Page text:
Who am I?

Most of us ask ourselves this question from time to time with uncertainty in our hearts and unclarity in our minds regardless of what God we believe in (if any), philosophical inclination or whatever answer we have managed to cobble together through the experiences in our life.

 

Please carry on reading, I promise I’m not going to start philosophising or even attempt to answer this very meaningful and important question. I would just like to look at the question itself in a different way. 

Please carry on reading, I promise I’m not going to start philosophising or even attempt to answer this very meaningful and important question. I would just like to look at the question itself in a different way.

 

Mindfulness teaches us that we are the observers of our experience and not the contents of our experience. In other words we are not our thoughts, our emotions or our bodily sensations, we have those experiences. All the contents of our experience come and go, some are a bit stickier than others: some negative thoughts like to linger a bit longer for many people. But all those experiences are ever changing and impermanent. 

 

So, from this perspective, who I am is the one who is the observer of these experiences. The part of me who is aware that I am having a thought about work issues, that I am experiencing sadness or feeling cold - but that observing part is not itself sad or cold, it simply observes these experiences coming and going.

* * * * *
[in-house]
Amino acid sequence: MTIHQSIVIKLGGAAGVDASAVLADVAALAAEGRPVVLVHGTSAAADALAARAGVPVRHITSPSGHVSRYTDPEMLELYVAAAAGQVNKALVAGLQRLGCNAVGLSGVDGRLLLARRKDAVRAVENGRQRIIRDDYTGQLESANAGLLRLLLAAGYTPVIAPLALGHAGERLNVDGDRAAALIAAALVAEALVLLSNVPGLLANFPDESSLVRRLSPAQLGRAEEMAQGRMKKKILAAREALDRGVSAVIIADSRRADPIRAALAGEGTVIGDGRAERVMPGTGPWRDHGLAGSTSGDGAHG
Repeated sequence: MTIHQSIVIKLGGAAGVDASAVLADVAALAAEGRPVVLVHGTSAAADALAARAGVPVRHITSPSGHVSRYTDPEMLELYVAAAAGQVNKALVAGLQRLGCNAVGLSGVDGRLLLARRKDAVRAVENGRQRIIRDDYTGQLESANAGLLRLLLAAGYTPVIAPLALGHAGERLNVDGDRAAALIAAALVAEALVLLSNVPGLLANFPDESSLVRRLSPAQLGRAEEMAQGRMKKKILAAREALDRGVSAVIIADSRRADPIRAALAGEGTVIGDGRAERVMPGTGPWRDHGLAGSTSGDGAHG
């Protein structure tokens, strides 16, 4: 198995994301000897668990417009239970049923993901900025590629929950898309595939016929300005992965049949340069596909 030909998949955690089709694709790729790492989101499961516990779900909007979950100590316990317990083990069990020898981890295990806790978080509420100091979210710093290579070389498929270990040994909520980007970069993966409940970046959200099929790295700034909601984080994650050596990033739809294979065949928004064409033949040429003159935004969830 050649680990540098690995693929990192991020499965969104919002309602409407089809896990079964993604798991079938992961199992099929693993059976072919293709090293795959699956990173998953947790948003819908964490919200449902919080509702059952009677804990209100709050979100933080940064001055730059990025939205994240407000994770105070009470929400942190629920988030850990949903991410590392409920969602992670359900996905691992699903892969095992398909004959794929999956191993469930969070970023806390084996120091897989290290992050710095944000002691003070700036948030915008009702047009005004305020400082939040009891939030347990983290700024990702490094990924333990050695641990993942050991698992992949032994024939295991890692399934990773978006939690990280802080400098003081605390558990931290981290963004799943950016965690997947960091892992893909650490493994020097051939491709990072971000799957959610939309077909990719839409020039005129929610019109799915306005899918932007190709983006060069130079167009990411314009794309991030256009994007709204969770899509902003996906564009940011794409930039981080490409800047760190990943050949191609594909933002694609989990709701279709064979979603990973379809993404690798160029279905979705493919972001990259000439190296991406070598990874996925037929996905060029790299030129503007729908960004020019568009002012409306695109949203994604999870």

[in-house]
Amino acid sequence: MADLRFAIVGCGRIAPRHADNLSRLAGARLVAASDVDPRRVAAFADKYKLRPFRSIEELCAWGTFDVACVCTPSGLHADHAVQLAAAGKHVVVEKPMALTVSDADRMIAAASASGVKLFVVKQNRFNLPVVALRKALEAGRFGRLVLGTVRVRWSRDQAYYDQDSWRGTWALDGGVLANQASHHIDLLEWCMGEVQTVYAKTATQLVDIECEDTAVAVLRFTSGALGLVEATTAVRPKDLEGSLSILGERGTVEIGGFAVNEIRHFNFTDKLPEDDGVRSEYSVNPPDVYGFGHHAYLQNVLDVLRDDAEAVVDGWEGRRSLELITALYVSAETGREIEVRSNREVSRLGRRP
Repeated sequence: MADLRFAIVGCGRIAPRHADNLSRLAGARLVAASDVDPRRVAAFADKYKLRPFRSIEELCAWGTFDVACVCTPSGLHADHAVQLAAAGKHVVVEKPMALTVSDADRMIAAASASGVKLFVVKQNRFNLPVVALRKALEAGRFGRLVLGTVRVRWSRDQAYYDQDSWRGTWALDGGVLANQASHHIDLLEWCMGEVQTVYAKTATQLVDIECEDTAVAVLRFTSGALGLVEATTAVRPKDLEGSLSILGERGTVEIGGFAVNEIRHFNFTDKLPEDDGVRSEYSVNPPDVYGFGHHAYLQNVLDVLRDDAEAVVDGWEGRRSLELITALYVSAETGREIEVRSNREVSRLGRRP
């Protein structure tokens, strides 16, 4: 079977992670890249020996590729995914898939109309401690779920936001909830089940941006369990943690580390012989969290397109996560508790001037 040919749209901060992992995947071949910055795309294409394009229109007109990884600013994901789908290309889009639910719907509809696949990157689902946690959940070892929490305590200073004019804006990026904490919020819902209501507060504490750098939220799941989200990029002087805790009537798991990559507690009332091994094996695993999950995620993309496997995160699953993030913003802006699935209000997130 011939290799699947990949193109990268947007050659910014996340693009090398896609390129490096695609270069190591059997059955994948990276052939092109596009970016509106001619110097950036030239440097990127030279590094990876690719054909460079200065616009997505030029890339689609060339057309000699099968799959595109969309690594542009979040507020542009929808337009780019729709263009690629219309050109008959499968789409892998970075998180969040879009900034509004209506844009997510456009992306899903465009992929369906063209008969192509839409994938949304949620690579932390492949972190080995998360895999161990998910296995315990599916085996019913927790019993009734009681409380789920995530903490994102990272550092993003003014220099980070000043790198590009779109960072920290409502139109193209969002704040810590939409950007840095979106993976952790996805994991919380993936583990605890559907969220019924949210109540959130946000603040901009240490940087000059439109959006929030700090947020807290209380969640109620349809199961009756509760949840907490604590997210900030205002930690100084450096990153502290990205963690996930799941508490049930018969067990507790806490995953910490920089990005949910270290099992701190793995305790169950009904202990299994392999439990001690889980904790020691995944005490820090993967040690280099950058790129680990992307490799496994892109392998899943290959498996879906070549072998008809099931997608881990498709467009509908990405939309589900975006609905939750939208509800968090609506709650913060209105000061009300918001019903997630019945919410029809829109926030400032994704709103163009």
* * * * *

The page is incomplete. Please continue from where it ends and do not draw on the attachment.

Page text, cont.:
It is as though I were watching the sky and suddenly great thundery clouds approach and rumble: perhaps I’m feeling anger towards someone at work or my spouse. I can feel the rain wash over my body and watch the spectacle of lightning and thunder but I am still able to watch. I am not dettached or devoid of emotions about what is causing me pain, I can still experience the feeling of anger in my body and my thoughts but if I can be aware that this too will pass, if I remember that I am not the contents of my experience and don’t get too caught up with the anger then I am less overwhelmed by the angry feelings and less likely to engage in behaviours which will lead to more suffering and problems.

 

So next time you feel there is a great big storm coming your way see if you can remain connected to that part of you who is able to watch things unfold, be aware of your breath coming in and out of your body and notice for yourself how a small change like this can bring you closer to knowing who you really are.